But I think that's what made this such an interesting experience for me. I let myself go. This trip was an adventure, so I experienced the bad as well as the good. I never expected anything to change me and I think by not expecting and just allowing things to happen, I was ultimately changed. But now I'm focusing on the future. It's time to start the next journey and see where it takes me.
So in conclusion I'm hoping that this won't be my story of a lifetime, just one chapter.

Thanks so much to everyone who followed us through our journaling.
The comments were fun to hear and exciting to know people were reading.
Take care.

Monday, November 3, 2008

Poor Career Moves

I’ve noticed a trend in the last 97 days. People are naturally weird. I would like to think that we each have a peculiar uniqueness, a fingerprint characteristic if you will. However, I’ve realized that there are the chosen few who truly try to bend the boundaries of social normality. The Jackson Pollock’s to our Thomas Kinkaid’s. I would like to dedicate this following list to my top three personal favorites we’ve encountered on this trip.

1. Bush Man: San Francisco-
Here’s a guy who spends his afternoons hiding in front of a trash bin holding two branches of foliage over his face…imitating a bush. Then, as an unsuspecting pedestrian crosses the sidewalk, bush man jumps up with the fury of Mother Nature scaring the poor little nine year old girl on her way to see the sea lions at Fisherman’s Warf.

2. Elephant Man: Bangkok-
On our first night in Thailand, Erik and I took a walk through the streets of Bangkok. Two blocks past our hostel we noticed something in the corner of our eye. A real elephant…standing in the alley. This was the first elephant we encountered on our trip; needless to say we were awestruck.

Now you may say, “but Nick, you’re in Thailand, what did you expect…polar bears?” And my response is, “Relax, I’m getting to my point.”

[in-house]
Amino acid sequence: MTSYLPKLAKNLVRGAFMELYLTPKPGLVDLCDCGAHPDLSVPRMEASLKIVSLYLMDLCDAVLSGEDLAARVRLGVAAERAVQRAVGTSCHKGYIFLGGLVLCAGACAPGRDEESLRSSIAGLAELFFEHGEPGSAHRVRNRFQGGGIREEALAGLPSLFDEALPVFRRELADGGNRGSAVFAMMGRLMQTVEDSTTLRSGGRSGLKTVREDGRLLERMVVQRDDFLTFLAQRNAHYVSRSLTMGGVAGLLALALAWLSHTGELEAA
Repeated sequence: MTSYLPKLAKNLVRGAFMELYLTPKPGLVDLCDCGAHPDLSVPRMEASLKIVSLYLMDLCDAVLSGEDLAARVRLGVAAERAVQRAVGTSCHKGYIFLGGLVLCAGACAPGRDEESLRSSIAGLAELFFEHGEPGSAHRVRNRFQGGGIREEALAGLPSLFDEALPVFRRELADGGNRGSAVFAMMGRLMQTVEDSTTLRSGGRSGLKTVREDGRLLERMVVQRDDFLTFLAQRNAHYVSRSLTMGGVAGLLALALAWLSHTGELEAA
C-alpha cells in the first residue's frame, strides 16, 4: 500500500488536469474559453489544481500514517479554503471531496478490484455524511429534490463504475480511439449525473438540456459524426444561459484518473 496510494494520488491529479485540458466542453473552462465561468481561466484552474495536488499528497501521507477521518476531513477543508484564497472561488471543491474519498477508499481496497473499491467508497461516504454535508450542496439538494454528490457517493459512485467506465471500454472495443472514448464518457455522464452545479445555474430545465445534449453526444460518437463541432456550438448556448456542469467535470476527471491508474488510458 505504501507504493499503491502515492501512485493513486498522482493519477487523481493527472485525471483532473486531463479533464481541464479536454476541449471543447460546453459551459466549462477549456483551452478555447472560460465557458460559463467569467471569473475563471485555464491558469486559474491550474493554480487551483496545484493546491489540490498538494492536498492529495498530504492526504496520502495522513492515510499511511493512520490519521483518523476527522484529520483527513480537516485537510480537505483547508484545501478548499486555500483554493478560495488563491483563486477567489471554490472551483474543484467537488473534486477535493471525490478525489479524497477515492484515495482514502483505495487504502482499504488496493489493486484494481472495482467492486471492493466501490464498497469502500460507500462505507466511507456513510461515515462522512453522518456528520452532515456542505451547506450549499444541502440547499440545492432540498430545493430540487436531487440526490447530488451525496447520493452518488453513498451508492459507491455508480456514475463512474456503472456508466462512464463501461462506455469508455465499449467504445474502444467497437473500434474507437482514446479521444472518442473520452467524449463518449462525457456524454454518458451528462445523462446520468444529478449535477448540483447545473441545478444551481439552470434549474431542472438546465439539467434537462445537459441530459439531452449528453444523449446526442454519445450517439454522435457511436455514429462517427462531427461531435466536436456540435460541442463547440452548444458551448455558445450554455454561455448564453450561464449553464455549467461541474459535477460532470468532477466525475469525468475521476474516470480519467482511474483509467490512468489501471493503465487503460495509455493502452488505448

Bangkok is the Manhattan of South East Asia, the central hub. Now imagine seeing an elephant rolling down Wall Street. Pretty strange (although, unlike NY, the elephant wasn’t followed by a PETA protest).

Now, this elephant wasn’t alone. He was accompanied by his banana sandwich toting friend…let’s call him Steve. Steve’s pastime is walking his pet elephant through Bangkok convincing people how much fun it would be to buy his banana sandwiches and feed it to his elephant. I mean who can say no to an elephant? Genius.

3. The 40 Year Old Subway Rapper: Paris-
After spending the first hours of the morning (the ones usually reserved for deep sleeping) snaking through the endless labyrinth that is the Paris Metro system, I finally arrived on the last train home. As soon as I leaned back against my sterile, pleather seat, I noticed an older gentleman wheeling a speaker through the door in front of me. Before I realized what was happening the doors shut. I was too late.

Old Man: “LE LE LE LE LE (crazy French yelling)”
Suddenly, the speakers lit up. Our car was bumping whether we liked it or not. This man, who looked like a guy that sold insurance and drove a Prius, was now introducing me to the new wave of French Hip-Hop, subway style.

(Un)Fortunately, my metro stop was far enough to experience the ill styles of ‘Le Petite Technique’ through the entirety of two original songs (actually, I’m pretty sure his second tune was just him rapping over an old Gloria Estefan song). Thank you Paris Metro.